Baked goods and grocery giant George Weston Ltd. (TSX:WN) expects newly acquired Ontario-based Ace Bakery to help expand its sales of bread and rolls in the rest of Canada and the United States.
“There’s lots of white space, I think, in the Canadian market where it isn’t positioned and should be,” said Ralph Robinson, president of Weston Foods division.
Ace has already successfully launched products in several U.S. markets and there’s room for more growth, Robinson told a conference call on Tuesday after Weston reported it more than doubled third-quarter profit to $184 million.
“I think it fulfills one of our ambitions, which is to really start driving some growth in the bread and roll business south of the border,” Robinson said.
Galen Weston Sr., Weston’s chairman and president, said his company had been coveting Ace Bakery, a Toronto-based maker and supplier of artisanal and European-style bread, for some time.
“It’s a very good brand, a terrific brand, particularly in Ontario,” Weston told analysts.
“It’s something we have been jealous of for a long time and we’re very pleased to have it as part of our portfolio.”
George Weston Ltd. paid $110 million to acquire Ace Bakery.
While the brand is very strong in Ontario, it also has a growing presence in the Quebec market, Robinson added.
George Weston also recently purchased U.S.-based Keystone Bakery, which supplies frozen baked goods, for US$185 million.
Keystone has three operating businesses — Freed’s Bakery of Manchester, N.H., a baker of frozen, fully finished iced cupcakes, Granny’s Kitchens of Frankfort, N.Y., a supplier of pre-fried and thaw-and-sell doughnuts, and Heartland Baking of DuQuoin, Ill., a specialty supplier of thaw-and-serve cookies.
“Both these businesses complement our Weston Foods business and will contribute to our growth and profitability going forward,” Galen Weston said.
RBC Capital Markets analyst Irene Nattel noted the recent acquisitions of Ace and Keystone bakeries and said their offerings are “two growth categories in the commercial bread segment.”
“The key catalyst for becoming more positive on WN (Weston Foods) will likely be the re-deployment of the $2.5 billion of proceeds from the 2008 sale of WN’s U.S. baking operations, an event that we hope will occur by mid-late 2011,” Nattel wrote in a research note.
The climbing price of wheat is expected to have an impact.
“The price of wheat is going up through the roof and will be big additions in terms of price increases over the next 12 months,” said Galen Weston.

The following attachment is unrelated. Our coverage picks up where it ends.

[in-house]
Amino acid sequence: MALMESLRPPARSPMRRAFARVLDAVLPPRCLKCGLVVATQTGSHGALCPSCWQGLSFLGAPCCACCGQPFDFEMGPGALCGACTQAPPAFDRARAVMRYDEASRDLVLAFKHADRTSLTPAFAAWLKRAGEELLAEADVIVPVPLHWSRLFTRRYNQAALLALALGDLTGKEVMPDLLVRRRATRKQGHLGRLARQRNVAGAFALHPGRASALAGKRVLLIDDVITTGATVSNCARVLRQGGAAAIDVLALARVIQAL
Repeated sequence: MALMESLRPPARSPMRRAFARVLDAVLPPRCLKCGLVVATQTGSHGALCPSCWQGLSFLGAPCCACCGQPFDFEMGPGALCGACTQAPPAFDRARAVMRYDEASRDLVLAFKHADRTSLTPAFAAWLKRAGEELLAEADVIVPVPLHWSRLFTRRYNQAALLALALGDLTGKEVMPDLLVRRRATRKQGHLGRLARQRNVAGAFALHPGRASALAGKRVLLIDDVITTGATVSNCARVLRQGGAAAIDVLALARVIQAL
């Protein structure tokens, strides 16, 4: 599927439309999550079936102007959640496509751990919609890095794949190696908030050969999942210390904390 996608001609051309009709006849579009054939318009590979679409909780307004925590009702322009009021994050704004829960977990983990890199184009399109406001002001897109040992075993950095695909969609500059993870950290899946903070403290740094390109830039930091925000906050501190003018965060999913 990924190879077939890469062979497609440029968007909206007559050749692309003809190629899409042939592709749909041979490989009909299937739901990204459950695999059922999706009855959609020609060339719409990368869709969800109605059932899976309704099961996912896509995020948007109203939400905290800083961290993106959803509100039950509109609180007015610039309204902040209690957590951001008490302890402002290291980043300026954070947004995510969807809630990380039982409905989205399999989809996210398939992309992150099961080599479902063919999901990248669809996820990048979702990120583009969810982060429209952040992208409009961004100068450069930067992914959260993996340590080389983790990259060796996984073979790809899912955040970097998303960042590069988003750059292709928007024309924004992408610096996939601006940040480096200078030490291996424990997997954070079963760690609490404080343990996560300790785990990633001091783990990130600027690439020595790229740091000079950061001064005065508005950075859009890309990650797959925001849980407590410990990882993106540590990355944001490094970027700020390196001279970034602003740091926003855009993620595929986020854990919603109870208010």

Despite a major increase in third-quarter net earnings, Weston’s sales were relatively flat.
The big Toronto-based food processor and distributor and owner of a controlling interest in the Loblaw (TSX:L) supermarket company, said earnings per share were $1.32, up from $86 million or 56 cents in the same 2009 quarter.
Sales rose a more modest 1.1 per cent to $9.88 billion from $9.78 billion in the 16-week period ended Oct. 9.
The improvement in net earnings per common share from continuing operations was even more pronounced — $1.32 versus 44 cents in the prior-year period.
The company said 31 cents of the 88-cent gain was attributable to improvements in the operating performance of the company’s two operating segments, Weston Foods and Loblaw Companies Ltd.
The balance of 57 cents included the positive impact of 51 cents per share related to unrealized foreign exchange losses and 24 cents per share related to the commodity derivatives fair value adjustment at Weston Foods.
Those gains were partially offset by a negative impact of 21 cents per share related to the accounting for Weston Holdings Ltd’s forward sale agreement for 9.6 million Loblaw common shares.
Operating income for the third quarter of 2010 was $490 million compared with $333 million in the same period in 2009, an increase of $157 million or 47.1 per cent.
Consolidated operating margin for the third quarter of 2010 was five per cent compared with 3.4 per cent for the same period in 2009.
The company cited productivity gains and cost cutting among reasons for improved operating income at its Weston Foods division.
The improvement in operating income at Loblaw was primarily attributable to “continued buying synergies, disciplined vendor management, improved control label profitability and inventory management and a stronger Canadian dollar,” the company said.
Shares in Weston Foods were down 92 cents, or 1.2 per cent, to $76.98, in early afternoon trading Tuesday on the Toronto Stock Exchange.